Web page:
Seems to be a common theme with such handouts. They might be intended to benefit the poor in flood-prone areas, but as usual, the wealthy can take better advantage of flood insurance than the poor.

      • (Score: 0) by Anonymous Coward on Tuesday September 05 2017, @05:03AM

        by Anonymous Coward on Tuesday September 05 2017, @05:03AM (#563658)

        I feel that congress is attempting to turn climate change into another gun ownership or abortion. Both sides make token gestures on these issues, but their overall action is more or less identical - perpetuation of the status quo.

        Obama was, visually, strong on climate change. Yet his achievements? His "landmark environmental treaty" with China allows them to increase their pollution levels as high as they want until 2030 where they're then supposed to decrease their emissions. If they choose not to, there are no enforcement mechanisms. What that treaty effectively did was let China ignore any international pressure for the next 15 years. His actions on coal are even sillier. He did strengthen the rules against coal and coal operated plants. However, he only did so after it was 100% clear the industry was already going to die thanks to natural gas becoming cheaper than coal - making the rules completely pointless.

        The reality is that we have a government that worships business. They need donations to get elected and those donations come from the very companies that would be hurt by any meaningful action on climate change. It is simply not going to happen. It's the same reason that most of the world is passing privacy legislation from the GDPR in the EU to even India that recently had their supreme court rule [indiatimes.com] that personal privacy is a fundamental right. Yet the US? Privacy interferes with the religion of business.

        What I'm getting at here is that in reality you can focus on the actions you see as being most important, yet if progress is not realistically possible - you are completely wasting all your efforts. I think you need to pick fights that you can win. So long as democrats and republicans control our government, you're never going to see meaningful action on climate change - regardless of their rhetoric. However, private industry in space, colonization of Mars, asteroid mining, and all of these other revolutionary technologies are kosher under the religion of business. And so these are areas that we, and more specifically NASA, can actually make progress. And on top of this, Trump has expressed an interest in centralizing climate research to NOAA. While it's obvious that he's doing this since it's easier to 'contain' a single body, I also don't think it's a terrible idea. Multiple disparate agencies, each individually strapped for funds, working on the same topic is rather an inefficient use of brain power and what economic power is available.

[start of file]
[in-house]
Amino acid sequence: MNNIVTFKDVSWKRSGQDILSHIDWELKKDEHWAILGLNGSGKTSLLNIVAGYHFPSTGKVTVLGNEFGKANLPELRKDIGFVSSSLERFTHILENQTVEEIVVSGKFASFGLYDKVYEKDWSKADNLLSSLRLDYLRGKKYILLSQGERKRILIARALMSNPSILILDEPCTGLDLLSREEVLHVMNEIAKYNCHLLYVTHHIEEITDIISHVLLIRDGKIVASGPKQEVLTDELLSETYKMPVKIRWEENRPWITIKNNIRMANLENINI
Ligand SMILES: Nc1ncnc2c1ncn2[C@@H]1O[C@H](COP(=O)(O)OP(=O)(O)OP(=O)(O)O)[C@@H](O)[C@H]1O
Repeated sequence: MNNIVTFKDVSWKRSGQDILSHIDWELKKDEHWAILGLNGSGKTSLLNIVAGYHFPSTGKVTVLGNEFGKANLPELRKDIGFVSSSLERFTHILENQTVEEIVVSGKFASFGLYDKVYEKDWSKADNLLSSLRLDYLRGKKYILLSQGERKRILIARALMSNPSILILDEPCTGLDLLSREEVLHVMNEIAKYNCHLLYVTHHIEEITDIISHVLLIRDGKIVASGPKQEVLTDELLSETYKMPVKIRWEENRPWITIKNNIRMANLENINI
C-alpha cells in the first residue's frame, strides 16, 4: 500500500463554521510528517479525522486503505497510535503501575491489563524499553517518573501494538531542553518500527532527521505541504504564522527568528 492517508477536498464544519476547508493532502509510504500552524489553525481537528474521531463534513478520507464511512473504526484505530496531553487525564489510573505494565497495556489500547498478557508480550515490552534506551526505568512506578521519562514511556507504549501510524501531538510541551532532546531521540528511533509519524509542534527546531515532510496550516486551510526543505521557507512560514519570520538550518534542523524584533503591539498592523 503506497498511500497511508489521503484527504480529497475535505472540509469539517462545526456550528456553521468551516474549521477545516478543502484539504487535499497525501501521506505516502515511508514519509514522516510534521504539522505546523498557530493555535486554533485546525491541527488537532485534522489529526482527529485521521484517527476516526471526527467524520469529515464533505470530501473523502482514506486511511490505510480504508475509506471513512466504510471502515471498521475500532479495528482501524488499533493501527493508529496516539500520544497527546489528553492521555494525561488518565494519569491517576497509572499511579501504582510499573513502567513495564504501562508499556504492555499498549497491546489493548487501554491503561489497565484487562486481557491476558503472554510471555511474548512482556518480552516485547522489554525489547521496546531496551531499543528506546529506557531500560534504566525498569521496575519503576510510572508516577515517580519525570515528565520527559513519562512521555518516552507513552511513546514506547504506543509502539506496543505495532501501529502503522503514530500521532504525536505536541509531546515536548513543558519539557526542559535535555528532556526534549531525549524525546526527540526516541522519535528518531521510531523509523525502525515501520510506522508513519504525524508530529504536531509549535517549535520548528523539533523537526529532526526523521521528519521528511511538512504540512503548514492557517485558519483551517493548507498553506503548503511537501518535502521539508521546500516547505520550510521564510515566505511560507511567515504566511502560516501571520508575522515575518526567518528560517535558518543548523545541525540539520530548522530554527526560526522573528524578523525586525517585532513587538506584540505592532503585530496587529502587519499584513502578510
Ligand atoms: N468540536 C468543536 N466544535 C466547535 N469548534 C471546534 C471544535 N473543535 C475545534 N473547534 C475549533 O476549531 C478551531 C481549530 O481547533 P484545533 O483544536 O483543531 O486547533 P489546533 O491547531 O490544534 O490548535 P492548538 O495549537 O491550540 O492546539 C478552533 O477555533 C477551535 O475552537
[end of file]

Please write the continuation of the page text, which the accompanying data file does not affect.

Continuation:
• (Score: 2) by Geezer on Monday September 04 2017, @05:33PM (3 children)

      by Geezer (511) on Monday September 04 2017, @05:33PM (#563501)

      I'm inclined to agree, as you say, tentatively.

      Anything thing helps us get beyond flying in circles in LEL is a plus.

    • (Score: 0) by Anonymous Coward on Tuesday September 05 2017, @02:55AM (6 children)

      by Anonymous Coward on Tuesday September 05 2017, @02:55AM (#563639)

      NASA has long been about pork, but Obama's NASA pick went beyond that. NASA got used and abused for Muslim outreach, which is pretty damn crazy for a supposed space agency.

      https://www.space.com/8725-nasa-chief-bolden-muslim-remark-al-jazeera-stir.html [space.com]

      • (Score: 2) by takyon on Tuesday September 05 2017, @05:07AM (4 children)

        by takyon (881) <takyonNO@SPAMsoylentnews.org> on Tuesday September 05 2017, @05:07AM (#563659) Journal

        It sounds like he was just tailoring his message for his audience. He was speaking to Al Jazeera.

        --
        [SIG] 10/28/2017: Soylent Upgrade v14 [soylentnews.org]
        • (Score: -1, Offtopic) by Anonymous Coward on Tuesday September 05 2017, @09:58AM (3 children)

          by Anonymous Coward on Tuesday September 05 2017, @09:58AM (#563706)

          He said specifically that the president gave him three directives as director of NASA. That's hardly tailoring his message.

          I think the reality is that I think most of us are denial about Obama. It's difficult to look at his actions (and lack of) contrasted against his message. A message that was delivered in the most genuinely authentic, compelling, and charismatic fashion possible. I've no idea what Obama's goals as president were. Whatever they were, they absolutely were not what he said they were. And that realization is unpleasant.

          • (Score: 1) by khallow on Wednesday September 06 2017, @04:02PM (2 children)

            by khallow (3766) Subscriber Badge on Wednesday September 06 2017, @04:02PM (#564179) Journal

            He said specifically that the president gave him three directives as director of NASA. That's hardly tailoring his message.